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|December 11, 2018|
100 deadliest days for teen drivers
SOUTHLAND – (INT) - More than 1,050 people were killed – nationwide - in crashes involving a teen driver in 2016 during the 100 Deadliest Days, the period between Memorial Day and Labor Day. That is an average of 10 people per day – a 14 percent increase compared to the rest of the year.
The statistics were analyzed by the AAA Foundation for Traffic Safety.
Speed and nighttime driving are significant factors contributing towards the number of crashes, and subsequently fatalities, involving teen drivers during the 100 Deadliest.
In California, teen driver fatalities (age 16-19) increased 26.4 percent from 72 in 2013 to 91 in 2014. Males make up nearly 77 percent of teen driver fatalities, according to California Office of Traffic Safety statistics.
Examples of the 100 deadliest days for teen drivers include last summer in Anaheim when a teen-age driver was arrested in a drunken driving crash after speeding down a residential street in the early morning hours. The male driver, 18, lost control of his vehicle, police said, collided with another vehicle pulling into an apartment complex driveway. The other driver was pronounced dead at the crash scene.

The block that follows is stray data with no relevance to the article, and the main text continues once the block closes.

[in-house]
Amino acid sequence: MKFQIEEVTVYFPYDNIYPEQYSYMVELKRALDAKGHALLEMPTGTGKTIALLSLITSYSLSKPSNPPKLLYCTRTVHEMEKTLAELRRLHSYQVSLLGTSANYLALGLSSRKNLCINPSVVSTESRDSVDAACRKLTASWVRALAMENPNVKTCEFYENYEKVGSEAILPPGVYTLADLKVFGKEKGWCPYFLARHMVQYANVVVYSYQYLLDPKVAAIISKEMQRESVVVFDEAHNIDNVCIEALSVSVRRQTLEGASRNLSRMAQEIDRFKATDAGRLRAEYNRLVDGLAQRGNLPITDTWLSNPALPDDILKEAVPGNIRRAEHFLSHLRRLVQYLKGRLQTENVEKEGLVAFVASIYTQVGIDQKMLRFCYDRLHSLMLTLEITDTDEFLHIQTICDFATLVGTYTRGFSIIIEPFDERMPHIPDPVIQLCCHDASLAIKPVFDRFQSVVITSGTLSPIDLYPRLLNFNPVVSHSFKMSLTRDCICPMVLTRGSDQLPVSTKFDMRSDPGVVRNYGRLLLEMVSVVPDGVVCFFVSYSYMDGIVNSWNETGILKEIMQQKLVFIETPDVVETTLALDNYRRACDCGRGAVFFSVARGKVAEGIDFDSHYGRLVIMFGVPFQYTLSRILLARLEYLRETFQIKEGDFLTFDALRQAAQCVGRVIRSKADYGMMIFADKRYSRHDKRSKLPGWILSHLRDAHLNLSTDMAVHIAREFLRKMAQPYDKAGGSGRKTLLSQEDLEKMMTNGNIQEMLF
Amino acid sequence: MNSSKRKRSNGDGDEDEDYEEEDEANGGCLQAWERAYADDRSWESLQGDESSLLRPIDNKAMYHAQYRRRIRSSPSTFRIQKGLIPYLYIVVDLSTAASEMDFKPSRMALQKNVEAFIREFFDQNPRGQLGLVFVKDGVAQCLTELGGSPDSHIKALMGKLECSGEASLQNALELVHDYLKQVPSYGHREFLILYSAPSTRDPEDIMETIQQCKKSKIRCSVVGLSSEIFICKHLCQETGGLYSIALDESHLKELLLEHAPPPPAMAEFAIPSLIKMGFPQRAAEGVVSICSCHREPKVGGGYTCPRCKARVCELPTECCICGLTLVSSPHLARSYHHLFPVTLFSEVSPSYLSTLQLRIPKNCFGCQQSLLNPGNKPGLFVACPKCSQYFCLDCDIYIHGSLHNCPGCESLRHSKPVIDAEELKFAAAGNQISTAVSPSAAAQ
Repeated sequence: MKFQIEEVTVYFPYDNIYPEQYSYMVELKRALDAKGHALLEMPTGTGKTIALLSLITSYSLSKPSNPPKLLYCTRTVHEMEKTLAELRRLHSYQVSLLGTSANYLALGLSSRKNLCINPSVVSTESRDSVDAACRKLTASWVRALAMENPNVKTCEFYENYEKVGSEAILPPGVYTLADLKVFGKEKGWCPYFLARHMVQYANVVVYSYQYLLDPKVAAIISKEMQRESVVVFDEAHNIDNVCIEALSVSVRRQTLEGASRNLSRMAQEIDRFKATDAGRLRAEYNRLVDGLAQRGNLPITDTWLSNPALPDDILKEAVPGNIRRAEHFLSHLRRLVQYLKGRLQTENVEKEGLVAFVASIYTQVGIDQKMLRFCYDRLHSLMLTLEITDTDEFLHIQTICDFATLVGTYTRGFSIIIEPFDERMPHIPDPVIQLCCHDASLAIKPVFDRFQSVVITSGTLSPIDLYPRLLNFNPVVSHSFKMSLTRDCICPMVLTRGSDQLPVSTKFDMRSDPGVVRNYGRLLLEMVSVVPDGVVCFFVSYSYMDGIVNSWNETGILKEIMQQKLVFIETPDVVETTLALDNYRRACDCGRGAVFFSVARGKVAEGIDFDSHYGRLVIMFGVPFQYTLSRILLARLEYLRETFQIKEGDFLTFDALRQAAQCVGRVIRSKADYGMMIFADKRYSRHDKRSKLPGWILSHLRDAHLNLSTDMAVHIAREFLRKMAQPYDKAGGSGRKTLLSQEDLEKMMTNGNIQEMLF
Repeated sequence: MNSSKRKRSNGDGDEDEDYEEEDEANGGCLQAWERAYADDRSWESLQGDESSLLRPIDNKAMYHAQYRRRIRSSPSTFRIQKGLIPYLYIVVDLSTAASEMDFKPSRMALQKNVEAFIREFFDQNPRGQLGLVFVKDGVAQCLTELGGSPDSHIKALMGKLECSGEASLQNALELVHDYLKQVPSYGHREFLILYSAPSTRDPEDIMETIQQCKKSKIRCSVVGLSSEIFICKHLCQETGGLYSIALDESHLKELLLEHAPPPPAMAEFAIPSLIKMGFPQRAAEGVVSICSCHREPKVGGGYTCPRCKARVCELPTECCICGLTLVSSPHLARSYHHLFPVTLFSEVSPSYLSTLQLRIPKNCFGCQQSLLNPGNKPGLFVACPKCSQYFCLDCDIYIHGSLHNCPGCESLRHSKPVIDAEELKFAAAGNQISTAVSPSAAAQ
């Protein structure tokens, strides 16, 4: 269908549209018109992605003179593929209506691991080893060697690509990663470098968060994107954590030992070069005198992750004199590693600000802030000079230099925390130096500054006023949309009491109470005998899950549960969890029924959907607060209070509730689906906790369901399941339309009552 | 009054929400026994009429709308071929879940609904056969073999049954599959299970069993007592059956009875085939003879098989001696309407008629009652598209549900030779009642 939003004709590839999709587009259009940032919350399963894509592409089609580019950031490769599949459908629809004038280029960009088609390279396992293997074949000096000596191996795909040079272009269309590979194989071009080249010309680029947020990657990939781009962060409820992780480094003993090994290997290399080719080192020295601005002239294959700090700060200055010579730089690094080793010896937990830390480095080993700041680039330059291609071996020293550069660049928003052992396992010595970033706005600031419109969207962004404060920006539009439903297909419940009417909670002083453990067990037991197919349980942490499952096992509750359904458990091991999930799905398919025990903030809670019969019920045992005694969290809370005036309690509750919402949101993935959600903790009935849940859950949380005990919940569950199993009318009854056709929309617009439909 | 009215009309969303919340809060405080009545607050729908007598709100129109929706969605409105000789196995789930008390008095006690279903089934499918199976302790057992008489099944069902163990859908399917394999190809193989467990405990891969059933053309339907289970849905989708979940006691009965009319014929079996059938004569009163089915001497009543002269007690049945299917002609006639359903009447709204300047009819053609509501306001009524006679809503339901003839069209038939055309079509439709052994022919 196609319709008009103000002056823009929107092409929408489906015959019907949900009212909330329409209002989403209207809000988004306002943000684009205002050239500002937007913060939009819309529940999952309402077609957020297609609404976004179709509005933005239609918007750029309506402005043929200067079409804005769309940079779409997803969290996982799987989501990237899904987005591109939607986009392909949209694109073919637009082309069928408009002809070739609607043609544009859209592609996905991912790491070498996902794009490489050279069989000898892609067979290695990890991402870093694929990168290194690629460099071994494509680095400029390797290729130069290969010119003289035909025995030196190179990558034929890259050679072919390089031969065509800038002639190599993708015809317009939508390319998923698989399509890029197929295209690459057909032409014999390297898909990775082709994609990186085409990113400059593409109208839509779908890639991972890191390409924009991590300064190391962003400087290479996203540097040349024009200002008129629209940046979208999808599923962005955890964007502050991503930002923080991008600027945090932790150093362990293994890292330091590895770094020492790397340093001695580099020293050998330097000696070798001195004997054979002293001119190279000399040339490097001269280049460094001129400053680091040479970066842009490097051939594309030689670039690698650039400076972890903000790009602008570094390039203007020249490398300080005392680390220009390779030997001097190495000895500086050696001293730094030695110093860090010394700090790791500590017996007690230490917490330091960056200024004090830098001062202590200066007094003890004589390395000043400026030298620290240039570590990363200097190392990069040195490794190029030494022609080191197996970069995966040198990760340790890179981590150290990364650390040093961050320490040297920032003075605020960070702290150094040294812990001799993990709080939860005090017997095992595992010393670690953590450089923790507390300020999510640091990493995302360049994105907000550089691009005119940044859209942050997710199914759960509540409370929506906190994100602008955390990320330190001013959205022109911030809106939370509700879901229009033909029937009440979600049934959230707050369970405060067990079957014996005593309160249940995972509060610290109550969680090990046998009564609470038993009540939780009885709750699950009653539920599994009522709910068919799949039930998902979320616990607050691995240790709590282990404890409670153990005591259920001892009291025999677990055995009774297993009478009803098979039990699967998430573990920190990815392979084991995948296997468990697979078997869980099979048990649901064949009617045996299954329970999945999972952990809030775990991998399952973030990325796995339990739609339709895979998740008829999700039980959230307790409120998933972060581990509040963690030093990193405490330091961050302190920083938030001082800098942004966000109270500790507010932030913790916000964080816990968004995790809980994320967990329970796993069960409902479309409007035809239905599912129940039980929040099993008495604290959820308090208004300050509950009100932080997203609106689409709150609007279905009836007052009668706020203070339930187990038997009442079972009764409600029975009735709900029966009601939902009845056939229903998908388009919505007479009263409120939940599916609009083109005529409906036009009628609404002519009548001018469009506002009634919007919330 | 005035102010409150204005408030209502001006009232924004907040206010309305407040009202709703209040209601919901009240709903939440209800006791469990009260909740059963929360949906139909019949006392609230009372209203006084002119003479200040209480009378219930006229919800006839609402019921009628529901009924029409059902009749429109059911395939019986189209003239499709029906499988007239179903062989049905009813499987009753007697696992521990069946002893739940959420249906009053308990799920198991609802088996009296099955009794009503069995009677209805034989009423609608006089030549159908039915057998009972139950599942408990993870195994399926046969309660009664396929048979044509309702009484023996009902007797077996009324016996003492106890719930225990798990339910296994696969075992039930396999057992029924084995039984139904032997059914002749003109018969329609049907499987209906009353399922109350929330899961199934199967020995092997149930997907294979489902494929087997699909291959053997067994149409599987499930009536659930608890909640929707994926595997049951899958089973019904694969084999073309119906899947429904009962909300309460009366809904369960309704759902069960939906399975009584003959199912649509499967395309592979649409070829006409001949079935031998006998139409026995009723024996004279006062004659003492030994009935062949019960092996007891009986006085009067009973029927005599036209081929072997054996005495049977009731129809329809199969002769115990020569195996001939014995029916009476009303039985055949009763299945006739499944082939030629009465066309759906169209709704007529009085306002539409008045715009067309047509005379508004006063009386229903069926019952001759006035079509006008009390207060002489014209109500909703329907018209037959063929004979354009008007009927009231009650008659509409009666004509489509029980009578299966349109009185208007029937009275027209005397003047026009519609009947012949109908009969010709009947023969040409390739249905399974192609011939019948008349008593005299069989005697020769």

Last July, a teen driver in Santa Ana was arrested for driving under the influence when he drove onto a sidewalk and hit two pedestrians. In all, two teen-age pedestrians and also two passengers were hurt.
In Poway, a female teen driver was killed when the Ford Focus she was driving crashed into a truck that had broken down at the side of the road. Her teen passenger was taken by air ambulance to a local hospital for treatment.
In preparation for the dangerous summer driving period, AAA encourages parents to educate their teens and themselves about risky driving behavior.
Story Date: July 9, 2018